Sound and Fury 6-28-07

Nine Inch Nails

Year Zero

Nothing Records; April 2007

It’s hard to imagine a future more bleak than that of Year Zero, the first concept album from the mind of Trent Reznor. During the course of 16 songs, disconnected images of a world where everything basically sucks are pieced together. That world includes an insane cult of religious fanatics at war with totalitarian governments, indoctrinated citizens of war-torn societies, and a narrator who expresses in nearly every song a profound lament. Year Zero may not be very sentimental, but damn does it sound good. It doesn’t take more than a quick listen to beats like that of “My Violent Heart” and “Capital G” to realize this is what tens of thousands of dollars of sound equipment is supposed to sound like. – Levi Michaels

Stars

Do You Trust Your Friends?

Arts & Crafts; May 2007

Before you throw down this newspaper and run out to buy the new Stars release, you should know this: It’s a remix album and such creatures are only a stopgap between a band’s real albums to keep said band on your radar. Which isn’t always a bad thing, especially when the original album is as excellent as Set Yourself on Fire. Stars recruit their friends to reinterpret their songs (hence the title) with mostly successful results, including Final Fantasy’s fresh take on “Your Ex-Lover Is Dead,” while The Dears, Junior Boys, and The Stills also tinker with tracks. It’s hit or miss, to be sure, but until the new Stars album comes out, it’s a fun diversionbecause a year is a long time in pop music. – Brier Random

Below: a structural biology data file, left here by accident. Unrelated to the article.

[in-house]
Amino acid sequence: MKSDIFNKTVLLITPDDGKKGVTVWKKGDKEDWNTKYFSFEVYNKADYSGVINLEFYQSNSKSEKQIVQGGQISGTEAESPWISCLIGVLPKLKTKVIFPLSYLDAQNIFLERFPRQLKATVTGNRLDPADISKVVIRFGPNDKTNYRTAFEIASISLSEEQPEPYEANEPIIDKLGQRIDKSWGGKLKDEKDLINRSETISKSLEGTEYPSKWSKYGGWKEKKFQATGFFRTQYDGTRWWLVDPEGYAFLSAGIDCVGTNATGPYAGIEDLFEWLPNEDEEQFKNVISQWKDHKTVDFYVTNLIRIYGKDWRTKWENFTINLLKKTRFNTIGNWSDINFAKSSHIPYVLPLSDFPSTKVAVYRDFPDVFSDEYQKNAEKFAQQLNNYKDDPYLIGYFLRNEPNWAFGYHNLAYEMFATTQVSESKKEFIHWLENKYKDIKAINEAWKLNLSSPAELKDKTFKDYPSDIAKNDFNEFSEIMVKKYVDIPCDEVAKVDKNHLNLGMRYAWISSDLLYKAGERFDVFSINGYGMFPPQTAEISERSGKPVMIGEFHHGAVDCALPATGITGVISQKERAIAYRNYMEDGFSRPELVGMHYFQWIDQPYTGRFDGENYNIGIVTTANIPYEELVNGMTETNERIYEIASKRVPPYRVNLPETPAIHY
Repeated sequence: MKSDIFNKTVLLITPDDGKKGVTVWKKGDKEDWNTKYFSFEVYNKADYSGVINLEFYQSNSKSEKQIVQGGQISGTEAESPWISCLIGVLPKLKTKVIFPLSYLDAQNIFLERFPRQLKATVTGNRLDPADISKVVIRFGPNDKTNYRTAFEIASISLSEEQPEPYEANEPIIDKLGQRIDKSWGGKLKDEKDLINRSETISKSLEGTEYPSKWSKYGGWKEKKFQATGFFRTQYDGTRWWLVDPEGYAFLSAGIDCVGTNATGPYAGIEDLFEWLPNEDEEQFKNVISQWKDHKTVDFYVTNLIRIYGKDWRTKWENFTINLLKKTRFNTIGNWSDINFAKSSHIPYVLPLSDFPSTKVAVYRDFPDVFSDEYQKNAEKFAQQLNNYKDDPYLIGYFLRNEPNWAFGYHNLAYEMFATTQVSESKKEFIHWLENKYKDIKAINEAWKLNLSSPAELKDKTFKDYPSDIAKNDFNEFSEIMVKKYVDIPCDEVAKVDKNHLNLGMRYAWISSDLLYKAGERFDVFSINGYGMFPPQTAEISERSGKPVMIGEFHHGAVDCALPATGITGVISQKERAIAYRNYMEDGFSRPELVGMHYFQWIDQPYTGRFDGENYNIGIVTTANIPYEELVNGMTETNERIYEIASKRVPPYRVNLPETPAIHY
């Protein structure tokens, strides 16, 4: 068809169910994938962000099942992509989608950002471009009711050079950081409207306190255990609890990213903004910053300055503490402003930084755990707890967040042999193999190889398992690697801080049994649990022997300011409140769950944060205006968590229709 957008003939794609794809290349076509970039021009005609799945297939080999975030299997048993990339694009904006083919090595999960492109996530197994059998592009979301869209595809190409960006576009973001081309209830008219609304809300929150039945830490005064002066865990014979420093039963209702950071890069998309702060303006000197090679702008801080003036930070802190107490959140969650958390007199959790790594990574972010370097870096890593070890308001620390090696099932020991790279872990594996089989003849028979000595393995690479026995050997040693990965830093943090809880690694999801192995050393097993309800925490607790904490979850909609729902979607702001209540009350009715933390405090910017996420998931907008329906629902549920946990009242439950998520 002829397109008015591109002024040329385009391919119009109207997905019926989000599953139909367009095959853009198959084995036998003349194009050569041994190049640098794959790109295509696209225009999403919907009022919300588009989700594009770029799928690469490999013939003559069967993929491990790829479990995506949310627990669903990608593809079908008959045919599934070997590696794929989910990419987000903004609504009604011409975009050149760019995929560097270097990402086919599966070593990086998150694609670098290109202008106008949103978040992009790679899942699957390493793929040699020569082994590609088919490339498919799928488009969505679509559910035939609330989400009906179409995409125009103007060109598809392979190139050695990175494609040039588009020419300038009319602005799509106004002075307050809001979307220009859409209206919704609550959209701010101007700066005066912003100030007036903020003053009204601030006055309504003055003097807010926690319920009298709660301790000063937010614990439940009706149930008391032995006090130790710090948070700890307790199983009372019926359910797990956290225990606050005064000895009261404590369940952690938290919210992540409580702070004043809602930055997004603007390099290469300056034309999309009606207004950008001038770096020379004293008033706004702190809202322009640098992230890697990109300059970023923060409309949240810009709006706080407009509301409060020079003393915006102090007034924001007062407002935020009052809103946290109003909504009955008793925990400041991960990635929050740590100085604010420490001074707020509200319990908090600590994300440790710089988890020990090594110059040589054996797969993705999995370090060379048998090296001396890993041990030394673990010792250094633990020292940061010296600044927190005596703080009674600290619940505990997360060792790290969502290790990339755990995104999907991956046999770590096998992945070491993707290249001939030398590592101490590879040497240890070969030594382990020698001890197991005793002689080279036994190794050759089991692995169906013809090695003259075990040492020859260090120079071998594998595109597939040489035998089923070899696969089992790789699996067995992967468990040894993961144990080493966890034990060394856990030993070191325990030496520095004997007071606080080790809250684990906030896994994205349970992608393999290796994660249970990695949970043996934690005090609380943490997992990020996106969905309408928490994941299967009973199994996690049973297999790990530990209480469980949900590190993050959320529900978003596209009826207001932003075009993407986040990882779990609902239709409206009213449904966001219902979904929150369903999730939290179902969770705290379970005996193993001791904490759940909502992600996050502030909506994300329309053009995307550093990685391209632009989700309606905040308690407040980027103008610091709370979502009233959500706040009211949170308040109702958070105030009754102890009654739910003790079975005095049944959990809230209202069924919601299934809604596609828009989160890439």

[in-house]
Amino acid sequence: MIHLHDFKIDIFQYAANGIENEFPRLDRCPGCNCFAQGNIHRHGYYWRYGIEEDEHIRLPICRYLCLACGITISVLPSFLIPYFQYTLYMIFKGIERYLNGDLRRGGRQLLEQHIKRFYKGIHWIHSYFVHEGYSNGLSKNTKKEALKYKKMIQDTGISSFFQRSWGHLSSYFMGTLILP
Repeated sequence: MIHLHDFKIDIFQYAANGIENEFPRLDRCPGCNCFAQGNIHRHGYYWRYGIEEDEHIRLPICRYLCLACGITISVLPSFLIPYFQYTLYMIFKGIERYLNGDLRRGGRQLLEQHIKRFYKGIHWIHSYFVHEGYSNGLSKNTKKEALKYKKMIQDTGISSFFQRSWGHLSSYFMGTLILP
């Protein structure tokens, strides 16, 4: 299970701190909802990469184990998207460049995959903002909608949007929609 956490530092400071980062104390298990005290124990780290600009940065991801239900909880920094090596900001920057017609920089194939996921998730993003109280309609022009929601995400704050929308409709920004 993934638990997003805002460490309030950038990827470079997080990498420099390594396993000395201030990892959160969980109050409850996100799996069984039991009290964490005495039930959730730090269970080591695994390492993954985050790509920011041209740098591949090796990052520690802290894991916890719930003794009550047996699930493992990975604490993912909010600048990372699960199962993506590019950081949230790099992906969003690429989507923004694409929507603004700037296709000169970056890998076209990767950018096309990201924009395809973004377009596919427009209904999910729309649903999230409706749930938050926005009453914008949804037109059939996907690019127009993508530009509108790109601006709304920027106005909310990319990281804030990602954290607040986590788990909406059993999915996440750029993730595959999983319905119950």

Rjd2

The Third Hand

XL Recording; March 2007

Already well established as an underground hip-hop solo artist, collaborative musician, and frequent remixer, Rjd2 takes a bold move in a new direction on his first release for XL. Working from his basement studio with his newfound singer/songwriter persona, Rj has created a slick, ’70s-prog-rock-meets-contemporary-electronica concoction ( la Air or Phoenix) replete with a clever sonic palette that references such past masters as Genesis (“Have Mercy”) and King Crimson. The propulsive “Get It” evokes The Beatles’ “Hey Bulldog,” while the mellow “You Never Had It So Good” has a vintage Steely Dan vibe. Best of all is “The Bad Penny”a melange of smooth synth beats and gospel choir samples that achieves an ethereal beauty. – Sean Mageean

Klaxons

Myths of the Near Future

Geffen Records; March 2007

Klaxons are a stylish young trio poised to take over the U.K.-based “new rave” renaissance and their debut disc, Myths of the Near Future, is an art-damaged collage of fractured sounds and styles. The fun and funky “Atlantis to Interzone” sounds like Duran Duran on crack. “Isle of Her” could almost be a long-lost Syd Barrett-era Pink Floyd gem. Ambient guru Brian Eno also figures heavily into Klaxons’ mythology, and his influence is all over “Two Receivers.” Droll literary allusions to works by such writers as Thomas Pynchon, J.G. Ballard, William Burroughs, and Richard Brautigan are also interlaced throughout Klaxons’ irreverent tunes. Ultimately, Klaxons might be the cheekier British cousins of American dance-punks The Rapture. But will their future be hit or myth? – SM

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